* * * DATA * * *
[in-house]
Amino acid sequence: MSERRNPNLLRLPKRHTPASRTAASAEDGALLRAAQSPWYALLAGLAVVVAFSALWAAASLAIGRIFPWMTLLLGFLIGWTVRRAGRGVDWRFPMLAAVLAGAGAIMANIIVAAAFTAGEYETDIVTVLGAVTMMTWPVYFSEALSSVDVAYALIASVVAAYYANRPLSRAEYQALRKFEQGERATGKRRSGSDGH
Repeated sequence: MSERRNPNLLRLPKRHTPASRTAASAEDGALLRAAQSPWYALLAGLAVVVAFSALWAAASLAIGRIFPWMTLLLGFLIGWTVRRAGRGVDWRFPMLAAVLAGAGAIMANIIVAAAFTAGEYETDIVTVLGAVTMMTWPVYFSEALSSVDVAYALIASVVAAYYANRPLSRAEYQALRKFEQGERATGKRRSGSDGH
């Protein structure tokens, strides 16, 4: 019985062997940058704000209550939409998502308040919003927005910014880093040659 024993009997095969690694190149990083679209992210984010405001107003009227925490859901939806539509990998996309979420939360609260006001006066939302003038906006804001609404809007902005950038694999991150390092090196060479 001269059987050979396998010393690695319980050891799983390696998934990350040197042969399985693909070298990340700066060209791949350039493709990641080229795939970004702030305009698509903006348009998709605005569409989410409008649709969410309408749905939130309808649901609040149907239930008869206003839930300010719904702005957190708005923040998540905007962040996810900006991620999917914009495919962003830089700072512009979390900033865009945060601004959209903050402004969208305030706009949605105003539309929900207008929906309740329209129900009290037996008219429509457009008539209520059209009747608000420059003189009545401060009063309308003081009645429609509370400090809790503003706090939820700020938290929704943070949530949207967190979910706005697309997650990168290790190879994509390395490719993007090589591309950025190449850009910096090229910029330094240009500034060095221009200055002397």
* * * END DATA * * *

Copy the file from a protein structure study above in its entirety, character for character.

[in-house]
Amino acid sequence: MSERRNPNLLRLPKRHTPASRTAASAEDGALLRAAQSPWYALLAGLAVVVAFSALWAAASLAIGRIFPWMTLLLGFLIGWTVRRAGRGVDWRFPMLAAVLAGAGAIMANIIVAAAFTAGEYETDIVTVLGAVTMMTWPVYFSEALSSVDVAYALIASVVAAYYANRPLSRAEYQALRKFEQGERATGKRRSGSDGH
Repeated sequence: MSERRNPNLLRLPKRHTPASRTAASAEDGALLRAAQSPWYALLAGLAVVVAFSALWAAASLAIGRIFPWMTLLLGFLIGWTVRRAGRGVDWRFPMLAAVLAGAGAIMANIIVAAAFTAGEYETDIVTVLGAVTMMTWPVYFSEALSSVDVAYALIASVVAAYYANRPLSRAEYQALRKFEQGERATGKRRSGSDGH
């Protein structure tokens, strides 16, 4: 019985062997940058704000209550939409998502308040919003927005910014880093040659 024993009997095969690694190149990083679209992210984010405001107003009227925490859901939806539509990998996309979420939360609260006001006066939302003038906006804001609404809007902005950038694999991150390092090196060479 001269059987050979396998010393690695319980050891799983390696998934990350040197042969399985693909070298990340700066060209791949350039493709990641080229795939970004702030305009698509903006348009998709605005569409989410409008649709969410309408749905939130309808649901609040149907239930008869206003839930300010719904702005957190708005923040998540905007962040996810900006991620999917914009495919962003830089700072512009979390900033865009945060601004959209903050402004969208305030706009949605105003539309929900207008929906309740329209129900009290037996008219429509457009008539209520059209009747608000420059003189009545401060009063309308003081009645429609509370400090809790503003706090939820700020938290929704943070949530949207967190979910706005697309997650990168290790190879994509390395490719993007090589591309950025190449850009910096090229910029330094240009500034060095221009200055002397």